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The Cooperative Baptist Fellowship would provide no more than one-fifth of the Baptist Center for Ethics’ annual funding—a reduction from its current level of support–under a proposal being presented to CBF leaders this week.

The CBF Coordinating Council is expected to discuss but not vote on a report of a special Partnership Study Committee this Thursday in Atlanta. According to an e-mail to council members forwarded to EthicsDaily.com, presentation at the February meeting is a first step in deliberation, to be followed by fine-tuning and additional feedback before a final vote anticipated no sooner than June.

Recommendations include capping the level of funding for any CBF partner at 20 percent of the partner’s operating budget. A partner’s previous year’s financial statement may be used in determining the 20-percent level, and no partner would be guaranteed to receive the full 20 percent.

The 20-percent cap could be exceeded under special circumstances, such as in startup of a new potential partnership, with a goal of reducing dependency on CBF funds to 20 percent or less within three years.

The Nashville-based BCE is one of several groups labeled as “historic” partners in the report, because they have for the most part been associated with the CBF from its beginning in 1991.

The BCE received a total of $376,300 from all funding sources in 2004, according to Executive Director Robert Parham. That included $83,383 in undesignated CBF funding, he said, about 22 percent of the total.

Another historic partner, Associated Baptist Press, would be harder hit, according to a Thursday story reporting details of the report. The partnership study report went out a week earlier in the mail to council members as a draft copy marked “not for distribution.” EthicsDaily.com obtained a copy of the document from a source on condition of anonymity after the ABP story appeared.

The 20-percent cap would reduce ABP’s current funding level of $132,119 to $91,784, a cut of 31 percent, according to the story by ABP Executive Editor Greg Warner.

The 20-percent threshold, according to the report, represents a level consistent with the CBF’s philosophy of partnering with free-standing entities rather than creating agencies under CBF control, while allowing churches the convenience of making a single contribution that is divided among several partners and causes.

If the report is approved, however, it wouldn’t be the first time that partners received a smaller piece of the CBF pie.

According to ABP, the Fellowship’s funding of its primary ministry partners has declined 16 percent over nine years since 1996. During the same period, the amount of undesignated money received by the CBF grew by 19 percent.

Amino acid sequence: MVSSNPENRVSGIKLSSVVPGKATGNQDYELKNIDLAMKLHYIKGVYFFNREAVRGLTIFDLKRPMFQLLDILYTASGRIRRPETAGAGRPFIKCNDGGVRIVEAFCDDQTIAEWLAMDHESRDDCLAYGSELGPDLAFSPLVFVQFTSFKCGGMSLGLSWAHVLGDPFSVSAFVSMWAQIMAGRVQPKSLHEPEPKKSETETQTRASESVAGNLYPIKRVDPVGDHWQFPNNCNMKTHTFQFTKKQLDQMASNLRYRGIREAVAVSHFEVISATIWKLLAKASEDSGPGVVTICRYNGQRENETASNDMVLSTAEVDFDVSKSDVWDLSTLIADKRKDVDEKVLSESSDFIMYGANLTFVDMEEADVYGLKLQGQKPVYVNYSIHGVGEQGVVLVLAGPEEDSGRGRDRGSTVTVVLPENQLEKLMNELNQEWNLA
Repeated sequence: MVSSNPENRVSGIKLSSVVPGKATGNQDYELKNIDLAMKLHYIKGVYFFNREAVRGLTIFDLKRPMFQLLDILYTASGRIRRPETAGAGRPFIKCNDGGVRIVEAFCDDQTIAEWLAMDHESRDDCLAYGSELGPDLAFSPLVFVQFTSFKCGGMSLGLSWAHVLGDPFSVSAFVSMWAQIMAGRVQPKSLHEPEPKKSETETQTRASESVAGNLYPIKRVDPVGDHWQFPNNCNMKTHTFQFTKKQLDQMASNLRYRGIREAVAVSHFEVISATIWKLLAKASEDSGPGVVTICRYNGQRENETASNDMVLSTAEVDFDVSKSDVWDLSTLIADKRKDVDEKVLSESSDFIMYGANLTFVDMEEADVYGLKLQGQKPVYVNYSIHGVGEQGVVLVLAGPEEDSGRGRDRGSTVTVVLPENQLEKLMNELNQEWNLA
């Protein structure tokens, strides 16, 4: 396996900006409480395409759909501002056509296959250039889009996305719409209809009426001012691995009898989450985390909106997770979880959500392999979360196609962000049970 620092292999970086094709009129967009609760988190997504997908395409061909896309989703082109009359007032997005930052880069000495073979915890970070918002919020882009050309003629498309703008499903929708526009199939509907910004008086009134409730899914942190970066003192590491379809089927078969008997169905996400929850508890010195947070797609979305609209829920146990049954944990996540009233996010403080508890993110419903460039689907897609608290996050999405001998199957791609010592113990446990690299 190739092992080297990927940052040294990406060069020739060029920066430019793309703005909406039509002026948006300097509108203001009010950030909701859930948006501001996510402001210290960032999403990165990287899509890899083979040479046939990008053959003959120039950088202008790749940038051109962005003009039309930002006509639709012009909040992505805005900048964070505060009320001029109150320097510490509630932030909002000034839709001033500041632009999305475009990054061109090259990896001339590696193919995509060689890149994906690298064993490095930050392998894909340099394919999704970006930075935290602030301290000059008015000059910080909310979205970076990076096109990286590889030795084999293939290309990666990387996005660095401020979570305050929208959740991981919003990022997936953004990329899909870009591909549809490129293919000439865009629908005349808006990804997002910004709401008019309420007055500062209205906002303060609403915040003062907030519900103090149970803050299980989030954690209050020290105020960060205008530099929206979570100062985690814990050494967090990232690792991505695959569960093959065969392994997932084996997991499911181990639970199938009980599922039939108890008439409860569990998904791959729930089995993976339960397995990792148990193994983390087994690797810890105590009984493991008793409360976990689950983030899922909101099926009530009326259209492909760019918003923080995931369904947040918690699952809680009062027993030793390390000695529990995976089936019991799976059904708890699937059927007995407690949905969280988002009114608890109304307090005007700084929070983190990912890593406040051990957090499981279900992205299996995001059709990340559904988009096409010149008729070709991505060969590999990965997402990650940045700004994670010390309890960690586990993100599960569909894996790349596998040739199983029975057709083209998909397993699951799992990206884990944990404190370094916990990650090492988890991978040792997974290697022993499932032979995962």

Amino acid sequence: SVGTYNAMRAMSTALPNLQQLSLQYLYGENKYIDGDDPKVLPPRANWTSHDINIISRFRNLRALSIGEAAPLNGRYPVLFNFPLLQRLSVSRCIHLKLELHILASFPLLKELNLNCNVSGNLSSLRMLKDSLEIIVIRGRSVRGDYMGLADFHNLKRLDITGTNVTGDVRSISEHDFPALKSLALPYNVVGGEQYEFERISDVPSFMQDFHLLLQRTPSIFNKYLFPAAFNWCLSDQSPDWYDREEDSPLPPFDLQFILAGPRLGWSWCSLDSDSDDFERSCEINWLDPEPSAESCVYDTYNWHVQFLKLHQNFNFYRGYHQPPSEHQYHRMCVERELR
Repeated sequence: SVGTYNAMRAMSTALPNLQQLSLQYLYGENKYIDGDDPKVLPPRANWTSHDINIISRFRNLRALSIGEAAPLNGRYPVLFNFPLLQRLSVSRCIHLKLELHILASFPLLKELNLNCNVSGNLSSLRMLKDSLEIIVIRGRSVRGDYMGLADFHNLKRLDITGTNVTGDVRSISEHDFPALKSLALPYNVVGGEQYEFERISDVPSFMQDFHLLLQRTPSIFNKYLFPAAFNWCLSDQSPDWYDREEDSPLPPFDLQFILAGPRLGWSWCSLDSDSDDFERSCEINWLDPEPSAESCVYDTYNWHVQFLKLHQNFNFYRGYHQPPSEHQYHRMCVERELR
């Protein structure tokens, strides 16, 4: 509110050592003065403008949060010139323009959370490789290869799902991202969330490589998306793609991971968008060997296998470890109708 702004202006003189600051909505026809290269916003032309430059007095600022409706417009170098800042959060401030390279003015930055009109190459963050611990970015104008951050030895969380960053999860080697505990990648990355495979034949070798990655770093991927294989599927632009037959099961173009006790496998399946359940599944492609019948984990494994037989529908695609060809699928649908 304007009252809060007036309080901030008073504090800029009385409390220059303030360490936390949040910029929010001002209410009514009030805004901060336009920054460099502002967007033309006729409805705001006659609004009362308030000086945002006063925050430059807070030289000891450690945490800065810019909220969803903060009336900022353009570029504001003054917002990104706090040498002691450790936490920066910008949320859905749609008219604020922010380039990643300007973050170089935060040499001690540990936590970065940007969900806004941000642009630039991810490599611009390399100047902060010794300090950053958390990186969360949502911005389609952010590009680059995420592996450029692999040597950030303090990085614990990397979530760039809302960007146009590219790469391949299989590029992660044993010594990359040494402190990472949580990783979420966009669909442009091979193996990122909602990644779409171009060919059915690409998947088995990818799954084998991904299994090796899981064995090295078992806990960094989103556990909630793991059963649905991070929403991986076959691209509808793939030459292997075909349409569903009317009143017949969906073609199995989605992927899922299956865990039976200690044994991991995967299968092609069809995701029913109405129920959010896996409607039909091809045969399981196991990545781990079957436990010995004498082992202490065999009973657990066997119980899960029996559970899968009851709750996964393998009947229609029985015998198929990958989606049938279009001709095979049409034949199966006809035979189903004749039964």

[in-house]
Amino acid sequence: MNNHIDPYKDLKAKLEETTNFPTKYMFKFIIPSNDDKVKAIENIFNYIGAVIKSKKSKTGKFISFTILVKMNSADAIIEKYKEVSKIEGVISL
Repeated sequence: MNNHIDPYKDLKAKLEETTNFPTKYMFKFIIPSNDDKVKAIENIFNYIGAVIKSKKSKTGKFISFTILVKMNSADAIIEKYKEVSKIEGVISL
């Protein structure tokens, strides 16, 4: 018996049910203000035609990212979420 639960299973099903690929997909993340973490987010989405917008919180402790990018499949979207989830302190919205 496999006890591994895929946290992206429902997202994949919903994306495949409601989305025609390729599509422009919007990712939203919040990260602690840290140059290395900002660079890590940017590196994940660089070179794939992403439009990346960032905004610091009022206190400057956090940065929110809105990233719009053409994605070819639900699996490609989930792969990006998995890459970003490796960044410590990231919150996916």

Administrative costs for CBF went up from $1.9 million in 1996 to $4.4 million in fiscal 2003-2004, according to ABP, while CBF home staff increased in size from 33 to 59.

Ben McDade, CBF director of communications and resource development, was traveling Friday but said through a staff member he could not verify the accuracy of ABP’s report, because he did not know the source of the information.

Lance Wallace, associate director of news and information, said CBF has a total of 59 employees–46 full time and 13 part time–in the Fellowship’s Atlanta Resource Center, Global Missions office in Dallas and other locations across the country, not including missionaries.

The Church Benefits Board has another two full-time and one part-time staff members, and the CBF Foundation two full-time employees. The Benefits Board and Foundation are technically separate entities from CBF with their own boards, Wallace said.

In addition to staff, the Fellowship uses contract workers, most of which are hired out of department budgets for a particular time and task.

In addition to the general guidelines, the report divides 14 theological education partners into three new categories:

–Identity partners, which are explicitly identified with the CBF and include the Fellowship as a denominational affiliation with accrediting agencies.

–Leadership partners, non-CBF schools which provide theological training that helps produce effective leaders of CBF congregations.

–Global partners, which develop leaders outside the United States or, if in the U.S., whose primary language is other than English.

Of the three types, only “identity” partners would be eligible for “institutional” funding. The other categories would be limited to scholarships and funding for “collaborative initiatives.”

The Study Committee also recommends new guidelines that include signing and review of a covenant agreement and requiring partners to “acknowledge CBF’s involvement in their work as it pertains to the partnership” and to “appropriately promote CBF.”

CBF moderator Bob Setzer said in an e-mail to Coordinating Council members last Thursday that the embargo on releasing the information was to “clarify that this is a draft document” that needs to be reviewed or amended before release to “our larger CBF family.”

“That is only due diligence on the part of the council,” Setzer wrote, “not an effort to withhold information from our partners and others.”

Setzer, pastor of First Baptist Church in Macon, Ga., until recently also served on BCE’s board of directors. He resigned in January, citing potential conflict of interest in light of the partnership study.

Bob Allen is managing editor of EthicsDaily.com.

Editor’s Note: EthicsDaily.com is an imprint of the Baptist Center for Ethics, which receives partial funding from the CBF.

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